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Kanye has a new album, but he isn’t worth our time anymore

In the past, we’ve overlooked his antics because of his transcendent music. That Mr. West is gone.

Nine years ago, Kanye West prepared for the release of his fifth album, 2010’s classic My Beautiful Dark Twisted Fantasy, by unleashing one of the more creative rollouts in rap history.

He used a viral campaign called GOOD Fridays — named after his G.O.O.D. music label — dropping new songs every Friday leading up to his album release date on Nov. 22, 2010. The songs often featured high-profile collaborations with artists such as Jay-Z, Pusha T and Nicki Minaj. As a result MBDTF stands among the best of the decade.

We don’t owe Kanye our time anymore and it’s totally fine to skip out on his latest project, Jesus Is King and the circus Mr. West brings with it. A circus that now includes multiple pushbacks, false starts and an October 25th midnight release that still hasn’t materialized.

West has always toed the line between being provocative and a glorified internet troll. For every gesture, such as calling out President George W. Bush in 2005 for his negligence toward black people wading through Hurricane Katrina waters, there’s a West who rushes the MTV Video Music Awards stage to interrupt Taylor Swift for winning an award over Beyoncé. But his antics were acceptable because, for more than a decade, his efficiency rating for classic albums rivaled those of Ice Cube, Outkast, A Tribe Called Quest and the other greats in rap history.

A celebrity’s acceptability often depends on the intersection of the severity of that person’s transgressions and the brilliance of his or her art. The more brilliant the art, the more we’ll put up with. West’s brilliance pushed that intersection to its limits. His albums, The College Dropout, Late Registration, Graduation and MBDTF, are all seminal works in rap music. His production credits for albums such as Jay-Z’s The Blueprint revolutionized the way we absorbed hip-hop. And his contributions to the overall culture as a fashion icon can’t be ignored.

So we were always able to look past his tantrums and Twitter feuds because the journey was leading to transcendent music. That isn’t the case anymore.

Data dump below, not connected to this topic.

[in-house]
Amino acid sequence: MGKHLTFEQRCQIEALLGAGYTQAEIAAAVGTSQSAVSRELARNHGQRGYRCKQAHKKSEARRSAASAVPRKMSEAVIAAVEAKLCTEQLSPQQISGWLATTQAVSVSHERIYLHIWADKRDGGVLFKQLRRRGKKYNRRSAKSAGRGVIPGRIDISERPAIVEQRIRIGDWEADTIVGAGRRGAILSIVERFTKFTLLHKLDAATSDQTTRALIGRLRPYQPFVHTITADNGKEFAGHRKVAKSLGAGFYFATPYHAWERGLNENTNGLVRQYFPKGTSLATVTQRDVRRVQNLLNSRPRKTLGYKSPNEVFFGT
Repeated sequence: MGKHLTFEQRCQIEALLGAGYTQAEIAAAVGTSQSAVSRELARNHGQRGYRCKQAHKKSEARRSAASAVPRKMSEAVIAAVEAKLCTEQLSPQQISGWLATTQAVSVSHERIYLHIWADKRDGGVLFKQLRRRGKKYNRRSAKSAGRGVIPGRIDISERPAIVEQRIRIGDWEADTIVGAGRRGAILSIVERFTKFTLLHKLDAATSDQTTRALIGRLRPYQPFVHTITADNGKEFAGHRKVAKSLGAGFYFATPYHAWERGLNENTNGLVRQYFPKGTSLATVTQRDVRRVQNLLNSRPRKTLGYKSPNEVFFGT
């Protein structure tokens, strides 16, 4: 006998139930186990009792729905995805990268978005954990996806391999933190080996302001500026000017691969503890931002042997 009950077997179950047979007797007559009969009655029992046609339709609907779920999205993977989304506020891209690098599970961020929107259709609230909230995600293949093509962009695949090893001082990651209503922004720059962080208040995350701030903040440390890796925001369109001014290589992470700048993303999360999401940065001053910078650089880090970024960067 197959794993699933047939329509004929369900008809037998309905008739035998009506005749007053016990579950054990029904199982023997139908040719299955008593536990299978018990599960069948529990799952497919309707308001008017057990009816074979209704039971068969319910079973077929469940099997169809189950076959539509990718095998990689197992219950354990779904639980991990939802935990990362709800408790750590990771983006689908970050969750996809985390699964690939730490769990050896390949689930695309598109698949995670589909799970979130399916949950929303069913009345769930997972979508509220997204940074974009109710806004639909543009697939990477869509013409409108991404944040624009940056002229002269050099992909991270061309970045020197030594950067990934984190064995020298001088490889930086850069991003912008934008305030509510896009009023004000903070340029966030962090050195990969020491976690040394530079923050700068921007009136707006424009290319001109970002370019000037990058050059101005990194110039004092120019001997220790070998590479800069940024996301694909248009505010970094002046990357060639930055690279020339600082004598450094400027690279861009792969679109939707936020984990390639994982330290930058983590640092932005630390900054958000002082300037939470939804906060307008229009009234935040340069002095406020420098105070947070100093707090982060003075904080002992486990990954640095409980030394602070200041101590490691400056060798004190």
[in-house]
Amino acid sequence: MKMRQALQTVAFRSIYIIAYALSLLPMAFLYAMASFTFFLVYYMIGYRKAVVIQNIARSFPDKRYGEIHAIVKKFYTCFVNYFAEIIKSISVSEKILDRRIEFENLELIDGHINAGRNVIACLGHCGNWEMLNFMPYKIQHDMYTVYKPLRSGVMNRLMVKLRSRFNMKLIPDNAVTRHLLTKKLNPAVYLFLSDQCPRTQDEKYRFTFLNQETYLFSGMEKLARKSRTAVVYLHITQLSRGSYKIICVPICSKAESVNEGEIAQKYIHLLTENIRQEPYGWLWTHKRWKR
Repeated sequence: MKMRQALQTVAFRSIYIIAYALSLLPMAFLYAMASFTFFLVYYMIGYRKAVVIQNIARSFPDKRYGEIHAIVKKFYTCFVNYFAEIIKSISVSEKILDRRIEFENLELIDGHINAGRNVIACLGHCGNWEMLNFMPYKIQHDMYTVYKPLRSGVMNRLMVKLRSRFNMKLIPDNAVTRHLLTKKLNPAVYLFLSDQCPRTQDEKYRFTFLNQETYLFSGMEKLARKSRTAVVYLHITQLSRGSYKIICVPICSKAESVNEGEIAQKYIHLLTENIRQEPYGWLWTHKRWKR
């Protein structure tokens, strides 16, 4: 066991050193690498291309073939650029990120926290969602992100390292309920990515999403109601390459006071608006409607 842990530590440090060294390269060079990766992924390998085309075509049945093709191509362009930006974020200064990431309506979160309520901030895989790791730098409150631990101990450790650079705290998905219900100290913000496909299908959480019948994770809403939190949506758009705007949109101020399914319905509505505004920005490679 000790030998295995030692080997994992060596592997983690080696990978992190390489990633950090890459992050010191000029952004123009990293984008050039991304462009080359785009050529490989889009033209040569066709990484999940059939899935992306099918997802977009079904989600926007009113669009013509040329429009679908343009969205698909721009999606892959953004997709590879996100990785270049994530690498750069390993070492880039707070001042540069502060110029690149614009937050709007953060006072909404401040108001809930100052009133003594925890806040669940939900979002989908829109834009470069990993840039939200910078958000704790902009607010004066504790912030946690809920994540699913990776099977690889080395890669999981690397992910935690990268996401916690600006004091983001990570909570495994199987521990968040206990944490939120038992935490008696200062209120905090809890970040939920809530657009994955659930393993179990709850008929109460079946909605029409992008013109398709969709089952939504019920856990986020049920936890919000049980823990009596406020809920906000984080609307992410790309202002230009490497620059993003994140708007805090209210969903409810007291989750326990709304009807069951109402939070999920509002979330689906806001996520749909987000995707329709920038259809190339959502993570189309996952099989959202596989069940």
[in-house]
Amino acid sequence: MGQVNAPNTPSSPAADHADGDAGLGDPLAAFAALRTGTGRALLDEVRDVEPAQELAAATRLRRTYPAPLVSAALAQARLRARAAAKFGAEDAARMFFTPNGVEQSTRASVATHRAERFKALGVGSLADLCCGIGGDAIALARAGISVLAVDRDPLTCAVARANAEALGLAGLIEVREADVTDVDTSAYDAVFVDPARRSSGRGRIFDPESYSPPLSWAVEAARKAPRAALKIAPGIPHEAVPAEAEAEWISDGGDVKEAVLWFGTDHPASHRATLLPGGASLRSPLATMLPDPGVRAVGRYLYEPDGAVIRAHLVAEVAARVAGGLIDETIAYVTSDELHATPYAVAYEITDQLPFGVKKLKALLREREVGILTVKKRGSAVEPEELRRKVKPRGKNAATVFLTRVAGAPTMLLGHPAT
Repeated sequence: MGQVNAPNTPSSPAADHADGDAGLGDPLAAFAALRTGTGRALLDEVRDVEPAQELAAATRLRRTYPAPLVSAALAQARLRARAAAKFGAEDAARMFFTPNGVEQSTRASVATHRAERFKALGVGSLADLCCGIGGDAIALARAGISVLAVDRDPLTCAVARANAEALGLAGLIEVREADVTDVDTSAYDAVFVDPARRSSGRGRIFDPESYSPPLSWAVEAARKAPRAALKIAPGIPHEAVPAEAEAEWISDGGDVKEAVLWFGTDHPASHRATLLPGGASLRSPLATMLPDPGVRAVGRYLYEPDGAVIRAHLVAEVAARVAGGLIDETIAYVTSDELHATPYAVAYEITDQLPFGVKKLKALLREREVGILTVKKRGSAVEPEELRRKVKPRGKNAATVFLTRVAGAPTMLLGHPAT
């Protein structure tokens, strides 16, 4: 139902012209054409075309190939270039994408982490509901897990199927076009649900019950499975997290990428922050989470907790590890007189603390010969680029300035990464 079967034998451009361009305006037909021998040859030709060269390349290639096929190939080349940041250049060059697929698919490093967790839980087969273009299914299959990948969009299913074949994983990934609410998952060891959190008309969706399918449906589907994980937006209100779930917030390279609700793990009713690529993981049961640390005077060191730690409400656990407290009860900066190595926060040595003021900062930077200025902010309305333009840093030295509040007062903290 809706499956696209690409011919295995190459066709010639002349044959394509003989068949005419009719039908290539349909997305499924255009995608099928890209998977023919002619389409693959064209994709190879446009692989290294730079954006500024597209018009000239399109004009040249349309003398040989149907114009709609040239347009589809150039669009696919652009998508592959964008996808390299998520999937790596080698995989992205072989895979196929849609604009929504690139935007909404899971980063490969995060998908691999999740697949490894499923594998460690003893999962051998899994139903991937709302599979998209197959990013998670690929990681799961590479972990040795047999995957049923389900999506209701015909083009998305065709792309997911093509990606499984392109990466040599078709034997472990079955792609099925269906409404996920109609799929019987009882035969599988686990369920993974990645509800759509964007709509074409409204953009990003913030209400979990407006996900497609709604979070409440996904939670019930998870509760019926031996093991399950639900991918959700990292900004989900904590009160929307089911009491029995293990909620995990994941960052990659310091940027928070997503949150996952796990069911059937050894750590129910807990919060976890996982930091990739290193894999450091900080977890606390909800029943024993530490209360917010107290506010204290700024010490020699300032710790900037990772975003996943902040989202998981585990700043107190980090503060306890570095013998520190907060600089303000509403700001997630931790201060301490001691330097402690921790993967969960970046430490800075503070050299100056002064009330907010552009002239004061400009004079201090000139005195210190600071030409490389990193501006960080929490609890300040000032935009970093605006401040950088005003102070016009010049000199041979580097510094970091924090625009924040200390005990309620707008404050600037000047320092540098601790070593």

West has spent the last three years being a staunch defender of President Donald Trump, a move that goes beyond being a publicity-seeking annoyance. He has paraded around in a “Make America Great Again” hat, pretending he desires an open, honest discourse when he’s instead rubbing an oppressive symbol in black America’s face. He even said that slavery was a “choice.”

I can’t imagine how great an album West would have to put out for all of that to be acceptable. Which leads to one of the biggest surprises of the past few years: West’s new music just isn’t that good. His 2018 album, Ye, for instance, was a cacophony of sophomoric lyrics and a creative wasteland.

His latest album, Jesus is King, is an outgrowth of his recent fervent religiosity. He’s spent the last year or so touring the country putting on “Sunday Services” shows. The shows are supposed to mirror the aesthetic of churches, playing mashups of gospel songs and secular music. While West has been credited with doing something innovative with these blends, the black church has been doing this forever — from changing Gladys Knight & The Pips’ “You’re The Best Thing To Ever Happen To Me” to “Jesus Is The Best Thing To Ever Happen To Me” to Kirk Franklin going viral for Milly Rocking a couple of years ago.

Meanwhile, West maintains his support for the president even as he performs at the historically black Howard University and the black megachurch New Birth Missionary Baptist in Atlanta — a church that rejected his donation due to his support for Trump, and instead sent the money to Morris Brown College, a historically black school where his mother, Donda West, previously taught.

There’s too much bad in this world to be focusing our attention on West. Being black in America means being an emotional reservoir that holds an endless flood of trauma, from reports of black folks killed by police, political turmoil or our own personal battles to survive in this land.

We don’t have to subject ourselves to West’s ridicule and anti-black trolling. There are too many artists who love us and are putting out content that make us feel good about ourselves — whether that be the affirmations we get from Solange or Rapsody or the energetic fun from artists such as Megan Thee Stallion and DaBaby — to let this faux philosopher take up that real estate in our minds.

We don’t have to give West the benefit of the doubt based on his past brilliance. That Mr. West is gone. And we don’t have to wait for him to return.

David Dennis Jr. is a writer and adjunct professor of Journalism at Morehouse College. David’s writing has appeared in The Guardian, The Smoking Section, Uproxx, Playboy, The Atlantic, Complex.com and wherever people argue about things on the Internet.